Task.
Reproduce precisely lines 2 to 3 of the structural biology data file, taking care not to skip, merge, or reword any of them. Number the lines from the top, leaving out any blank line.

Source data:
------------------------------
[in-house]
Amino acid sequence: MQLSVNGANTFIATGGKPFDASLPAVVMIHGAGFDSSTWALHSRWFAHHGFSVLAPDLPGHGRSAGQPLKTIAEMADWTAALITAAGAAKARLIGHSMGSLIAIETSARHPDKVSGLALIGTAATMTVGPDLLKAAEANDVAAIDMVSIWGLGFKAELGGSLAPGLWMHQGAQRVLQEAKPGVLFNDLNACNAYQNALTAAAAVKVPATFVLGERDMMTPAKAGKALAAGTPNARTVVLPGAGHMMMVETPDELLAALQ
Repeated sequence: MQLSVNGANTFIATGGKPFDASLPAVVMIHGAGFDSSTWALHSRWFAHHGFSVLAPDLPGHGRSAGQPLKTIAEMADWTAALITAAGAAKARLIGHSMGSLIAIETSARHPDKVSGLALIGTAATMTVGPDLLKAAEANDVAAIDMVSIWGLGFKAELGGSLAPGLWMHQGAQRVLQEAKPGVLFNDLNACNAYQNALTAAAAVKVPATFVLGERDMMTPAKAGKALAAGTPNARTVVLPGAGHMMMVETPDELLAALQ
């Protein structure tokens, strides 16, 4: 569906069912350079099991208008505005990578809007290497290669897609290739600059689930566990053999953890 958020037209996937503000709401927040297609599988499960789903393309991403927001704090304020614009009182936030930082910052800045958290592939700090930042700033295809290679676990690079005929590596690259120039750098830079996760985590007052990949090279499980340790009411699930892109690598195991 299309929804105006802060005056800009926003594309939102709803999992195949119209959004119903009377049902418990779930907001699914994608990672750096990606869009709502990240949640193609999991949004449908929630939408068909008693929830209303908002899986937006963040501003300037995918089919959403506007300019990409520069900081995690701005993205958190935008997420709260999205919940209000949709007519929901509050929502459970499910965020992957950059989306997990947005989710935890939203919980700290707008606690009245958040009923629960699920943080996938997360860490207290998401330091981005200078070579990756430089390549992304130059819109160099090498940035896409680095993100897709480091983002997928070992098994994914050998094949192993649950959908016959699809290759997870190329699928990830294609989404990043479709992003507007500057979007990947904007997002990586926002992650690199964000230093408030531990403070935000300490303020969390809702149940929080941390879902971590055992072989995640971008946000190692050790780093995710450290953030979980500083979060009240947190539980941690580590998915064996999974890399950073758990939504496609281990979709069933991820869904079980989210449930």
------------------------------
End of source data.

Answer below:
Amino acid sequence: MQLSVNGANTFIATGGKPFDASLPAVVMIHGAGFDSSTWALHSRWFAHHGFSVLAPDLPGHGRSAGQPLKTIAEMADWTAALITAAGAAKARLIGHSMGSLIAIETSARHPDKVSGLALIGTAATMTVGPDLLKAAEANDVAAIDMVSIWGLGFKAELGGSLAPGLWMHQGAQRVLQEAKPGVLFNDLNACNAYQNALTAAAAVKVPATFVLGERDMMTPAKAGKALAAGTPNARTVVLPGAGHMMMVETPDELLAALQ
Repeated sequence: MQLSVNGANTFIATGGKPFDASLPAVVMIHGAGFDSSTWALHSRWFAHHGFSVLAPDLPGHGRSAGQPLKTIAEMADWTAALITAAGAAKARLIGHSMGSLIAIETSARHPDKVSGLALIGTAATMTVGPDLLKAAEANDVAAIDMVSIWGLGFKAELGGSLAPGLWMHQGAQRVLQEAKPGVLFNDLNACNAYQNALTAAAAVKVPATFVLGERDMMTPAKAGKALAAGTPNARTVVLPGAGHMMMVETPDELLAALQ